Google Tag Manager (GTM) Analytics: What Are Your Options?

Published by Madhurima Chatterjee on

Marketing teams often need to put pieces of code on the website. Using website analytics tools to collect, process, configure, and report website and mobile apps is not new; a pixel here, a tracking code here. However, co-ordinating with the developers for these needs can be super challenging. Google Tag Manager (GTM) emerges as a powerful solution to simplify the process.


This application not only provides marketers with a user-friendly interface that walks you through creating tags step-by-step, eliminating the need to have extensive experience with JavaScript, but also combines and organizes the multiple code snippets required for various actions, such as tracking page views and measuring conversion actions, in one place, removing any manual effort needed in the process. The tags are triggered from within the GTM application instead of your website. This allows marketers to take tagging into their own hands and steer tracking however they may desire, quickly and easily, without the help of developers.


Google Tag Manager has essentially made analytics much easier, and in this blog, provide you with a brief understanding of Google Tag Manager, how it helps you connect your analytics tool to your website, and how it works in combination with Google Analytics (and other analytics tool) to help marketers gain valuable insights into their website’s performance.


Image: Marc IT



What is Google Tag Manager (GTM)?

According to Google —


“Google Tag Manager is a tag management system (TMS) that allows you to quickly and easily update measurement codes and related code fragments collectively known as tags on your website or mobile app.”


Once you add the brief section of Tag Manager code to your project, you can safely and easily deploy measurement tag configurations and analytics using any web-based user interface. How does it work?


Once you deploy Google Tag Manager, your website or app can communicate with the Tag Manager servers. Following this, you can build variables that can be used to streamline and automate your tag setups and establish triggers that cause your tag to fire when specific events occur, all using GTM’s web-based user interface.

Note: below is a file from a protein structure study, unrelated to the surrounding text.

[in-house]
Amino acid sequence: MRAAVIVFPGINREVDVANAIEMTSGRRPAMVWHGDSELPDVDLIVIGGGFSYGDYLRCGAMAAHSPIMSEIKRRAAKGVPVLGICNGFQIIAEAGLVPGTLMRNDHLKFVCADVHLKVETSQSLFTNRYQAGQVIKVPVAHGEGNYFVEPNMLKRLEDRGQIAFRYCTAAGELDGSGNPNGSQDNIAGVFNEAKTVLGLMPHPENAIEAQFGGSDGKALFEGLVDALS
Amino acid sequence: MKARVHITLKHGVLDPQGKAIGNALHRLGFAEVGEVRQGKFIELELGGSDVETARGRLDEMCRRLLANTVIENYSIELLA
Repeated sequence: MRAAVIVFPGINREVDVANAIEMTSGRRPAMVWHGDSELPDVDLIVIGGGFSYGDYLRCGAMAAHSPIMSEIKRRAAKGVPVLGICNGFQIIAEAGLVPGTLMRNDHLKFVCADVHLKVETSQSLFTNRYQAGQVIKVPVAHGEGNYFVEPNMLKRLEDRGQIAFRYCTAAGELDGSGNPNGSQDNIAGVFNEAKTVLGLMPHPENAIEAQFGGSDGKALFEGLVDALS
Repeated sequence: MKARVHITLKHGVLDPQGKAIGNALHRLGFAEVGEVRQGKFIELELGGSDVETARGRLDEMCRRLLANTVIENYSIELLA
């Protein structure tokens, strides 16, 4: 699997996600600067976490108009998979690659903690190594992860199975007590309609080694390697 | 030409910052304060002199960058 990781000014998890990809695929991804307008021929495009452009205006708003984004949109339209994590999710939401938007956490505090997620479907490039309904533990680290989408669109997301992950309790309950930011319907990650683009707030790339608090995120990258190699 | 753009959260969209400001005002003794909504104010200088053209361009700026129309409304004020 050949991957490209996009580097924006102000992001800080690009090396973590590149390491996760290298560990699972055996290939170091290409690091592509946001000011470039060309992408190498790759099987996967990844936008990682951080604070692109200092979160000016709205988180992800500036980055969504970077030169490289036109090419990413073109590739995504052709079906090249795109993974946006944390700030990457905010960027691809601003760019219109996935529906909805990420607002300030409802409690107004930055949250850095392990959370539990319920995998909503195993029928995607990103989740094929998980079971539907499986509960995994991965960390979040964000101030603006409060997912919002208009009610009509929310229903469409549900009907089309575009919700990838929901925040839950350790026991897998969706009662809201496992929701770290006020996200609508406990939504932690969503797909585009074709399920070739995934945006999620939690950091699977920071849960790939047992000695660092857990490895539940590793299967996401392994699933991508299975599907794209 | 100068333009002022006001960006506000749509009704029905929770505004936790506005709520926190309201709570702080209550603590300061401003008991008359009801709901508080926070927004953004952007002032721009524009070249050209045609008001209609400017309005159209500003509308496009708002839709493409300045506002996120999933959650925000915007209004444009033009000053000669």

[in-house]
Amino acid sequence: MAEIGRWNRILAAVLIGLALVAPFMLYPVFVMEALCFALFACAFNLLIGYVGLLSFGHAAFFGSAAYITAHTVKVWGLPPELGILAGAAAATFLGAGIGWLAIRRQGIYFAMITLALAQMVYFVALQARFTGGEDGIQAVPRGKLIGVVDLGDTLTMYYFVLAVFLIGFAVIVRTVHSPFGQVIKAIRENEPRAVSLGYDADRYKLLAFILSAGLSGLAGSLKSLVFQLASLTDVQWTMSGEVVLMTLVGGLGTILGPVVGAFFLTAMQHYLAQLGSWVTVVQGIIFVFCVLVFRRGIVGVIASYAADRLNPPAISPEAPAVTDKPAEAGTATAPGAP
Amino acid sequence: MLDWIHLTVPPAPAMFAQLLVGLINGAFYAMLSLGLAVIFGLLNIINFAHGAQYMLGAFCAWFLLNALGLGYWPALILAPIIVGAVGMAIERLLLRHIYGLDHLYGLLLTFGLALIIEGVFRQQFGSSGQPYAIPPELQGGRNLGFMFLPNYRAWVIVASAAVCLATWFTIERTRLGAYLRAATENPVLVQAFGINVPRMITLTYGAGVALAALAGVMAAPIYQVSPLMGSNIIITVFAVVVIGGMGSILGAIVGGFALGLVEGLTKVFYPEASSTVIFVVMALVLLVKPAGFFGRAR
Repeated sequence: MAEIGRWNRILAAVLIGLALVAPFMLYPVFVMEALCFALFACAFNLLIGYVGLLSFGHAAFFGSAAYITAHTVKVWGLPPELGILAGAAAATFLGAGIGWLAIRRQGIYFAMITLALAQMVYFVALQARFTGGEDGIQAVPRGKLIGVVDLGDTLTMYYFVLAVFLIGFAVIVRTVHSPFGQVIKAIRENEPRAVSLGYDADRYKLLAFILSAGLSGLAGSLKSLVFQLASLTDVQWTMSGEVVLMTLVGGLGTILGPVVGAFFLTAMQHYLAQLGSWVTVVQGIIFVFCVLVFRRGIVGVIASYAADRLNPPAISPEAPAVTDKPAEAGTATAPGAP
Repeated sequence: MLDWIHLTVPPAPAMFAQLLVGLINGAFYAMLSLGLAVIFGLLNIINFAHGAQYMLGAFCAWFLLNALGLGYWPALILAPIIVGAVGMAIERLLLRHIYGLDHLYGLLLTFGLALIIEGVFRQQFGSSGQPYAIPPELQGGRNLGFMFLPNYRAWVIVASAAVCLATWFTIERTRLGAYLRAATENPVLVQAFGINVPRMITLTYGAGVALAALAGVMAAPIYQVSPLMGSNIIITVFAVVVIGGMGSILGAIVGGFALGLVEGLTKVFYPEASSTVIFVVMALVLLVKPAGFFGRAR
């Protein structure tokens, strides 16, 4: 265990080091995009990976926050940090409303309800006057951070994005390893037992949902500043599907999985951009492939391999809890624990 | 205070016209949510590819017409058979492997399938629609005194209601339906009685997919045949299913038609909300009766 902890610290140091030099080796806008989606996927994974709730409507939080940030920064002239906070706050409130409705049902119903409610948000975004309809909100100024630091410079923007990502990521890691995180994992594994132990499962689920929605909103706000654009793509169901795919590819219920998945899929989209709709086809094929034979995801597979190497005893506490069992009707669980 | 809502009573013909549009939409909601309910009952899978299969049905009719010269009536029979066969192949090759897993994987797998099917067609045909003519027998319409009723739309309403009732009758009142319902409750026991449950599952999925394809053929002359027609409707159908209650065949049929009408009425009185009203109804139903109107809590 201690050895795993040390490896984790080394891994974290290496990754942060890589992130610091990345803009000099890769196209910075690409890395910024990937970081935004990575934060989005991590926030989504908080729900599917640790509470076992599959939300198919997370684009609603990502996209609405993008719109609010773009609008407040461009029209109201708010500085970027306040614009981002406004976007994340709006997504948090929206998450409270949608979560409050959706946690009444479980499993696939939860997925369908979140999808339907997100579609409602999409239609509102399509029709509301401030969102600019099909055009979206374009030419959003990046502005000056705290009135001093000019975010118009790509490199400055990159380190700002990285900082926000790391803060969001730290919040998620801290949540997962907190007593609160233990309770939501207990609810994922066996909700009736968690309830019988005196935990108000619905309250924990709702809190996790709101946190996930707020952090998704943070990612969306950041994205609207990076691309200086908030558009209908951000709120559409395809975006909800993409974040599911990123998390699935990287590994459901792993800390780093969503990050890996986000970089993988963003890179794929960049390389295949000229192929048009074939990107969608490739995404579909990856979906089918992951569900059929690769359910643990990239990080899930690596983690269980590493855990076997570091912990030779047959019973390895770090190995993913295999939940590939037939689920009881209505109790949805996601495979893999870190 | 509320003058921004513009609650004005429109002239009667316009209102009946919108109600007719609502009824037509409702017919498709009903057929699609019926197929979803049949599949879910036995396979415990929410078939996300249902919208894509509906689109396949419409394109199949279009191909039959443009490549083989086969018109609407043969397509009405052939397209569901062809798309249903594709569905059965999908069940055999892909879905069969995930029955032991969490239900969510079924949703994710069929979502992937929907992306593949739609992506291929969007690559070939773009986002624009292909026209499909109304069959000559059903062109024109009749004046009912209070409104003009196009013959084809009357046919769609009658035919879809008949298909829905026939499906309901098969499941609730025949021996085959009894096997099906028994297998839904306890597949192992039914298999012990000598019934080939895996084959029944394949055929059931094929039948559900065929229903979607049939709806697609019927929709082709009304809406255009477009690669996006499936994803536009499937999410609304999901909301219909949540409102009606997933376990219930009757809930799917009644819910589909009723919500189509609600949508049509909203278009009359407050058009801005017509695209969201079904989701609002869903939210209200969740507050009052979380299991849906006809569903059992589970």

In short, GTM allows you to install, manage, and store marketing tags that track user actions and collect data without modifying the website’s existing code.


For instance, while you may want to install the Google tag, which allows applications like Google Analytics and other Google products and services to track and collect data from your website, there is a risk of losing or breaking the tag (or other website elements) every time there is a code change.


Google Tag Manager resolves these issues by enabling you to insert marketing code snippets from within its software instead of into the website code. The tool acts as an intermediate and deploys snippets or make changes while preventing you from breaking your website while testing something.



How Does Google Tag Manager (GTM) Help Connect Your Analytics Tool to Your Website?

To use Google Tag Manager, you simply need to add a single JavaScript code snippet to your website, which will serve as a container for all the tags you wish to manage. A container is essentially an assortment of tags, triggers, variables, and related configurations installed on a given website or mobile app. This acts like a listener, picking up on user activity, like page views.


The GTM listeners notice when a user loads a page. Next, they see if the action corresponds with any of the GTM-configured triggers. The related tag is fired if the interaction meets a trigger. This tag might be a little piece of code for a marketing tool, like Google Analytics or your own analytics tool.


In contrast, if you wish to monitor a particular occurrence (like views on a particular page), you can simply inject the code into the webpage by firing the tag. Following that, the tag processes the relevant data and forwards it to the appropriate third-party service, i.e., the analytics tool you use.


In other words, GTM doesn’t inject or execute a tag until a user initiates one. This lowers the possibility of implementation problems and decreases the total amount of code on a website. There are two more GTM components (variables and triggers) that are necessary for it to work. They help GTM choose the appropriate time to run the code snippets.


Let’s give you a brief concept of the three components of GTM.



Tags are small snippets of code used by platforms for marketing, analytics, and customer service to interface with websites and applications. They function similarly to website observers, monitoring user actions, such as clicking links and viewing websites. Tags also transmit this data to your third-party analytics tool, like Facebook Pixel or Google Analytics.


Examples of tags include Google Ads, Google Analytics, Salespanel, and more.



Triggers are actions and standards that specify when tags should go off. Triggers include things like link clicks, form submissions, and page views. The related tag will activate when a user navigates across a page or clicks a link.